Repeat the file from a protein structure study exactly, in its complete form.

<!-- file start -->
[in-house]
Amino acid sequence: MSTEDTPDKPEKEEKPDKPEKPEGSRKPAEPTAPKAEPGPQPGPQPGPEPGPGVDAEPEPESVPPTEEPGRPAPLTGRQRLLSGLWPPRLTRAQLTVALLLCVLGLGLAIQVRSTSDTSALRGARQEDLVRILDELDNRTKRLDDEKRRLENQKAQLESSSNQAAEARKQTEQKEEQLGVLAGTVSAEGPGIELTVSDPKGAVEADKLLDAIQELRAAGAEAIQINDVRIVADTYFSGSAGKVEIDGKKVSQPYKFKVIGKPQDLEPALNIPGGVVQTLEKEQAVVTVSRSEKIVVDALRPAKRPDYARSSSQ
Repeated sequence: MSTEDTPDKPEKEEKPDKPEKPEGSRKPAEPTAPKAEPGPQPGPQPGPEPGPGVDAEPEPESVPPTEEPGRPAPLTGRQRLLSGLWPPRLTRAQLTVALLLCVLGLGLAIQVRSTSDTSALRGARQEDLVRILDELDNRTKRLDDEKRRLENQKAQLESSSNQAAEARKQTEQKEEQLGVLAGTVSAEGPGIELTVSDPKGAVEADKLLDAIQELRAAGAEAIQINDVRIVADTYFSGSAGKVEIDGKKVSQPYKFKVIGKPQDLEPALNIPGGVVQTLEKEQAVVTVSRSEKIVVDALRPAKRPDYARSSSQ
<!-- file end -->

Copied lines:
[in-house]
Amino acid sequence: MSTEDTPDKPEKEEKPDKPEKPEGSRKPAEPTAPKAEPGPQPGPQPGPEPGPGVDAEPEPESVPPTEEPGRPAPLTGRQRLLSGLWPPRLTRAQLTVALLLCVLGLGLAIQVRSTSDTSALRGARQEDLVRILDELDNRTKRLDDEKRRLENQKAQLESSSNQAAEARKQTEQKEEQLGVLAGTVSAEGPGIELTVSDPKGAVEADKLLDAIQELRAAGAEAIQINDVRIVADTYFSGSAGKVEIDGKKVSQPYKFKVIGKPQDLEPALNIPGGVVQTLEKEQAVVTVSRSEKIVVDALRPAKRPDYARSSSQ
Repeated sequence: MSTEDTPDKPEKEEKPDKPEKPEGSRKPAEPTAPKAEPGPQPGPQPGPEPGPGVDAEPEPESVPPTEEPGRPAPLTGRQRLLSGLWPPRLTRAQLTVALLLCVLGLGLAIQVRSTSDTSALRGARQEDLVRILDELDNRTKRLDDEKRRLENQKAQLESSSNQAAEARKQTEQKEEQLGVLAGTVSAEGPGIELTVSDPKGAVEADKLLDAIQELRAAGAEAIQINDVRIVADTYFSGSAGKVEIDGKKVSQPYKFKVIGKPQDLEPALNIPGGVVQTLEKEQAVVTVSRSEKIVVDALRPAKRPDYARSSSQ